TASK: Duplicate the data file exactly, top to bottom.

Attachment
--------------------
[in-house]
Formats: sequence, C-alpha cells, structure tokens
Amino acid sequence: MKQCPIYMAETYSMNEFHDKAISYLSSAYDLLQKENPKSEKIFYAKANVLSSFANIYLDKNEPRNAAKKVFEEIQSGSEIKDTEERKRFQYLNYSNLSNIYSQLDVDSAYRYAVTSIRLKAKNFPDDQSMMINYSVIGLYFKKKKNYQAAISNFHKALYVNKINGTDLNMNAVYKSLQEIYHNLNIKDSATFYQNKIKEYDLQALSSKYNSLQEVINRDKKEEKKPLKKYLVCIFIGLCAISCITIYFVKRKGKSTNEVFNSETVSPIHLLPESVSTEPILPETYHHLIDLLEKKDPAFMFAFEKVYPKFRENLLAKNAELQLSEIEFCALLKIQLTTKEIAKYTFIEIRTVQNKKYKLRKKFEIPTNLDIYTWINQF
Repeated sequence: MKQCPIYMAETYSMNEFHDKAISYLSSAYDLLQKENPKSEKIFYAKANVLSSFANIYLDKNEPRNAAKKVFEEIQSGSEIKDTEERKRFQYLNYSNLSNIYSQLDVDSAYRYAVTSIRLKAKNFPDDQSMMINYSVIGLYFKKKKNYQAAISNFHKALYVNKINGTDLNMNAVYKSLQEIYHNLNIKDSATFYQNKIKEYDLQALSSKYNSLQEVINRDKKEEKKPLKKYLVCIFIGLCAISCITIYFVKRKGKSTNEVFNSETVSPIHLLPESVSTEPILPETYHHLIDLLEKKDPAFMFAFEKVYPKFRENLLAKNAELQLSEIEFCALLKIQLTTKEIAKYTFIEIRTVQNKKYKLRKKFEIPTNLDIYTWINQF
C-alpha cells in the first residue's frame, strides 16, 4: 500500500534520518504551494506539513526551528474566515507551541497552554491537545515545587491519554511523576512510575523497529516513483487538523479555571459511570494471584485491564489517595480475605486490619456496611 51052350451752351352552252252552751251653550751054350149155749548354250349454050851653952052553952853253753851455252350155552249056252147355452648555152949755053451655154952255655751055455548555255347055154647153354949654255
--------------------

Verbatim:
[in-house]
Formats: sequence, C-alpha cells, structure tokens
Amino acid sequence: MKQCPIYMAETYSMNEFHDKAISYLSSAYDLLQKENPKSEKIFYAKANVLSSFANIYLDKNEPRNAAKKVFEEIQSGSEIKDTEERKRFQYLNYSNLSNIYSQLDVDSAYRYAVTSIRLKAKNFPDDQSMMINYSVIGLYFKKKKNYQAAISNFHKALYVNKINGTDLNMNAVYKSLQEIYHNLNIKDSATFYQNKIKEYDLQALSSKYNSLQEVINRDKKEEKKPLKKYLVCIFIGLCAISCITIYFVKRKGKSTNEVFNSETVSPIHLLPESVSTEPILPETYHHLIDLLEKKDPAFMFAFEKVYPKFRENLLAKNAELQLSEIEFCALLKIQLTTKEIAKYTFIEIRTVQNKKYKLRKKFEIPTNLDIYTWINQF
Repeated sequence: MKQCPIYMAETYSMNEFHDKAISYLSSAYDLLQKENPKSEKIFYAKANVLSSFANIYLDKNEPRNAAKKVFEEIQSGSEIKDTEERKRFQYLNYSNLSNIYSQLDVDSAYRYAVTSIRLKAKNFPDDQSMMINYSVIGLYFKKKKNYQAAISNFHKALYVNKINGTDLNMNAVYKSLQEIYHNLNIKDSATFYQNKIKEYDLQALSSKYNSLQEVINRDKKEEKKPLKKYLVCIFIGLCAISCITIYFVKRKGKSTNEVFNSETVSPIHLLPESVSTEPILPETYHHLIDLLEKKDPAFMFAFEKVYPKFRENLLAKNAELQLSEIEFCALLKIQLTTKEIAKYTFIEIRTVQNKKYKLRKKFEIPTNLDIYTWINQF
C-alpha cells in the first residue's frame, strides 16, 4: 500500500534520518504551494506539513526551528474566515507551541497552554491537545515545587491519554511523576512510575523497529516513483487538523479555571459511570494471584485491564489517595480475605486490619456496611 51052350451752351352552252252552751251653550751054350149155749548354250349454050851653952052553952853253753851455252350155552249056252147355452648555152949755053451655154952255655751055455548555255347055154647153354949654255